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Hurricanes Enter the Offshore Oil Drilling Debate

The nation's energy system got off easy from Hurricane Ike. There's no guarantee that will be true from future storms.

It's been a busy news week, but two events — seemingly unrelated yet both with potential implications for the 2008 presidential election — could be more intertwined than politicians and the public might imagine.

Over the weekend, Hurricane Ike made landfall in Galveston, Texas, forcing mandatory evacuations of area residents, after its 100 mph winds swept across the Gulf of Mexico. A few days later, after Ike was deemed responsible for 60 deaths and $18 billion in damages, the U.S. House of Representatives, responding to concerns over the worldwide surge in gas prices, passed a bill to expand offshore drilling.

If the Senate and president also approve (which is not considered likely before the November election), the legislation would enable oil and gas drilling in federal waters more than 100 miles off the coast and would allow individual states to permit drilling at a range of 50 to 100 miles off the coast.

As offshore drilling is discussed on Capitol Hill and debated by the presidential candidates, a civil and mechanical engineering professor at Rice University in Texas has emerged with a study of the damage inflicted on offshore drilling platforms in the Gulf of Mexico by recent Hurricanes Katrina and Rita.

According to Satish Nagarajaiah, Katrina and Rita (both classified as Category 5 storms with winds sustained at 175 mph) wreaked the following havoc on about 3,000 platforms and 22,000 miles of pipelines that were in the hurricanes' direct path:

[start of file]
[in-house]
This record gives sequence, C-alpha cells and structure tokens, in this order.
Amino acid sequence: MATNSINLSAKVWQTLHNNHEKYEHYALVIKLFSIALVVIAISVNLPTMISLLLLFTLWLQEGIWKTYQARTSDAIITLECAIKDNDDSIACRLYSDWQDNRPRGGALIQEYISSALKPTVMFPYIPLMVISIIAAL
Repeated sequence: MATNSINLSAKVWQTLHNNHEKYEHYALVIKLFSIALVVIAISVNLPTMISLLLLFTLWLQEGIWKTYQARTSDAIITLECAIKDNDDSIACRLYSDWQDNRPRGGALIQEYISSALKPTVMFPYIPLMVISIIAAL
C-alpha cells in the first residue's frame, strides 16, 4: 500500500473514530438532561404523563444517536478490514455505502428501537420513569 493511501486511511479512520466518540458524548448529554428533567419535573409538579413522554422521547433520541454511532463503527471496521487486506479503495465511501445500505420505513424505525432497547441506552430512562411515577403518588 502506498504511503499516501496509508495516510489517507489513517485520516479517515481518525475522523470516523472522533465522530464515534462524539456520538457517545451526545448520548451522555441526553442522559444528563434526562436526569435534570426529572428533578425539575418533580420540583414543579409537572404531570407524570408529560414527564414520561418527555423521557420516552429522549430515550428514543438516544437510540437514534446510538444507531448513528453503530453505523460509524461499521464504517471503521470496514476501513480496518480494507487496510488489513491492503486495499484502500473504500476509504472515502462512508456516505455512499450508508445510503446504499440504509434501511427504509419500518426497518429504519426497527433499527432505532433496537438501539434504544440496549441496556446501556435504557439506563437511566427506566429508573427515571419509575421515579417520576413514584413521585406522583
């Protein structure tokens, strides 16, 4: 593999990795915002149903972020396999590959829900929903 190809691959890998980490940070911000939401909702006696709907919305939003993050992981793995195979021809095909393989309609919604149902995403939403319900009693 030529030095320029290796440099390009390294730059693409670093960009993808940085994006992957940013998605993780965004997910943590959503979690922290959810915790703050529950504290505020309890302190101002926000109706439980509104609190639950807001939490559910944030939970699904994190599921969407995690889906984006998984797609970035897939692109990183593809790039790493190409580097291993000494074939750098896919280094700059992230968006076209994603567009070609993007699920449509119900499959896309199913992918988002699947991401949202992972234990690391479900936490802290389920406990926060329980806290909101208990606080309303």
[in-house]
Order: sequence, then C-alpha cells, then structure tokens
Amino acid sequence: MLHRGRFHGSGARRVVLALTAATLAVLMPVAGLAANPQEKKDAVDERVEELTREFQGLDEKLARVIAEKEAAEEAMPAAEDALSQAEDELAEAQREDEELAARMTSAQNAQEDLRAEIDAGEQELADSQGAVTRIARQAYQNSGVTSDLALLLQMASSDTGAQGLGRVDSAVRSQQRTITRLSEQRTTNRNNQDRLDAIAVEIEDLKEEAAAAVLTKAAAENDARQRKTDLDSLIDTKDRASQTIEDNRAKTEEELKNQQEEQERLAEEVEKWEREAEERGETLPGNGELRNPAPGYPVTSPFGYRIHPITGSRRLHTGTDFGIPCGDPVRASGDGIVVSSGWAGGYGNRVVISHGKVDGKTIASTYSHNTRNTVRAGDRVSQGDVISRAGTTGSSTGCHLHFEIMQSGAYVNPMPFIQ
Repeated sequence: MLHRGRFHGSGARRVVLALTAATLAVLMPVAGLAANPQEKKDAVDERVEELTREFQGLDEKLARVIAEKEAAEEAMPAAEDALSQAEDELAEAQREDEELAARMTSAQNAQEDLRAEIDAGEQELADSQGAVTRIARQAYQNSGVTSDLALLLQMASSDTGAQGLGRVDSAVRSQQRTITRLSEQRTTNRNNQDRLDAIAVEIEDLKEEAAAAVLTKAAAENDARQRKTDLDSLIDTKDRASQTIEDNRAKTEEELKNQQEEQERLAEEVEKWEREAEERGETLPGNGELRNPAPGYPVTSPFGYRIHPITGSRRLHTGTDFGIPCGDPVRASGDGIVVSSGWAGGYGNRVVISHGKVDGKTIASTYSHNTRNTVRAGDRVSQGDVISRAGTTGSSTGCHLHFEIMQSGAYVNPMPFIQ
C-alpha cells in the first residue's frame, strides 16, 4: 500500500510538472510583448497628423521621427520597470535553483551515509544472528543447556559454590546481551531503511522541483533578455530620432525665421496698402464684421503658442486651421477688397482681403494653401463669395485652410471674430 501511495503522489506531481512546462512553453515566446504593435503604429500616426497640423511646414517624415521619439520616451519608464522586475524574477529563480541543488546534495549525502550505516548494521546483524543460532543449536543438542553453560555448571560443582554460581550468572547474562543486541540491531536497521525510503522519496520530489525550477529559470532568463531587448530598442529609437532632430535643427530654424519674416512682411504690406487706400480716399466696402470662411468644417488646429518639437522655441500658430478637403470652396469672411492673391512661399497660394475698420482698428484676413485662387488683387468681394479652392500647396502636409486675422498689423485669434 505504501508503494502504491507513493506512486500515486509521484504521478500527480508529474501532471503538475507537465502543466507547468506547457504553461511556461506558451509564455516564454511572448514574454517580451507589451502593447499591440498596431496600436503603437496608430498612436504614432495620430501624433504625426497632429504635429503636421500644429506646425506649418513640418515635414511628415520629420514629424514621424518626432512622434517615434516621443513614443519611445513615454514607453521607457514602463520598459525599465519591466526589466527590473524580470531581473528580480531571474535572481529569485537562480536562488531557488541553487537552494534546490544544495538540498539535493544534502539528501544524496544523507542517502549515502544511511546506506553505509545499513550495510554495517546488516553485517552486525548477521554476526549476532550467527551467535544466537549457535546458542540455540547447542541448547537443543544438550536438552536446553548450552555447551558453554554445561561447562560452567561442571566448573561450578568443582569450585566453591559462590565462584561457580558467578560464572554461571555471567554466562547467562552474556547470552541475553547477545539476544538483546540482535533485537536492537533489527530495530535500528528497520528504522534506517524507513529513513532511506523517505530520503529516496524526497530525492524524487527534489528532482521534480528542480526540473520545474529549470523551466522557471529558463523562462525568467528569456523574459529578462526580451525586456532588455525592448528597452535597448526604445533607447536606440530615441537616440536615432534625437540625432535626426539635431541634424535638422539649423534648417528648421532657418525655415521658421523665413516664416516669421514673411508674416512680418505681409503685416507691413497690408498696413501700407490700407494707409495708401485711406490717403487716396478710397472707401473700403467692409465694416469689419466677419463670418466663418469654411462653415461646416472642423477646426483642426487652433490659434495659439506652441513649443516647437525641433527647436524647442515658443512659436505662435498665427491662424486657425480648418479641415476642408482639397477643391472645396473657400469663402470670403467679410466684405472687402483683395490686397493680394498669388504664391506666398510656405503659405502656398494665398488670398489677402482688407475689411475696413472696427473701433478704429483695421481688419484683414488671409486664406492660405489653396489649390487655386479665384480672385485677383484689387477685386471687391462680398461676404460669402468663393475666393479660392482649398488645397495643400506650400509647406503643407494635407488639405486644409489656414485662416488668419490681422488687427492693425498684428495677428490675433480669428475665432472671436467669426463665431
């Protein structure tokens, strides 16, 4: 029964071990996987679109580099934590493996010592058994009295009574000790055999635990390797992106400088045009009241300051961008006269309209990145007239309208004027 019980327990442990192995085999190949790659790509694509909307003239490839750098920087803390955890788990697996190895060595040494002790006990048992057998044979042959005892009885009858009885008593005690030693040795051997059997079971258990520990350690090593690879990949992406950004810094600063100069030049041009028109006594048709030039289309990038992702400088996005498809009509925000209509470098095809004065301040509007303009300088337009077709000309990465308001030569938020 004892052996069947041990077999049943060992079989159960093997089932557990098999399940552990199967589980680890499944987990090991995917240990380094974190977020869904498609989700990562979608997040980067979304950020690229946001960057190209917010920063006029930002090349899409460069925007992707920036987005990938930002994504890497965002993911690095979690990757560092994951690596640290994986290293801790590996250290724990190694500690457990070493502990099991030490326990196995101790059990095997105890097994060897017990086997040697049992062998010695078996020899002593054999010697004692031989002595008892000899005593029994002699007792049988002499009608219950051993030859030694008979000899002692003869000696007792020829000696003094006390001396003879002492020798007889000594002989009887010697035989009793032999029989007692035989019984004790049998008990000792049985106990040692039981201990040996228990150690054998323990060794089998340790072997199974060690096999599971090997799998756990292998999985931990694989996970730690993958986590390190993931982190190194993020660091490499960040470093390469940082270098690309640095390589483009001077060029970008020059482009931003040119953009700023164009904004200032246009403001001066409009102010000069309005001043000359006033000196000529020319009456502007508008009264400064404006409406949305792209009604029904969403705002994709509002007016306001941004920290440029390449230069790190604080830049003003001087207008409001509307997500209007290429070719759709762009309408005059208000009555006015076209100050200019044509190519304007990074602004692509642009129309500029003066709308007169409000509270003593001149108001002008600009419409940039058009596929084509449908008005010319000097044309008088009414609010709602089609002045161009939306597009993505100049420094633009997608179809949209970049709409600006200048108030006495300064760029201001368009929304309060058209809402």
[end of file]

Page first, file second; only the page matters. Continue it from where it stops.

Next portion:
• 52 platforms had major damage.
• 19 of the floating drill units that were exposed to hurricane force winds went adrift or were damaged.
• 115 platforms were destroyed.
• Eight rigs were destroyed.
• 535 pipeline segments were damaged.

"Predicting how much damage will occur to oil platforms and rigs is a difficult task," Nagarajaiah was quoted in a press release as saying.

"These platforms and rigs may have sustained damage due to past storms, and like anything else, become more susceptible to threats of wind and storm surge."

But, he added, the costs of the damage could be monumental to an energy company — and, by extension, the country.

"If one major deep-water production platform is destroyed, you're talking about a $1 billion or more loss," Nagarajaiah said. "If it's multiple rigs and platforms in a variety of water depths, then we're talking billions of dollars." Plus the blow to the nation's supplies — Gulf rigs are responsible for a quarter of domestic oil production and an eighth of domestic natural gas production.

According to the federal Minerals Management Service, as of Wednesday surveys, 49 of the 3,800 offshore oil and gas production platforms in the Gulf of Mexico had been "destroyed" by Ike; 44 of those platforms prouced less than 1,000 barrels a day. Five gas transmission pipelines were also damaged.

The damage was considered light overall but troublesome for the "mom-and-pop" operators behind those smaller wells.

Nagarajaiah has also provided a chart, seen below, that displays the different types of platforms and rigs operating in the Gulf, along with information on how they are secured.

Generally, Nagarajaiah says, platforms in shallower waters are fixed securely to the sea floor. In deeper waters, however, they are tethered or moored — just like a ship — to the ocean floor.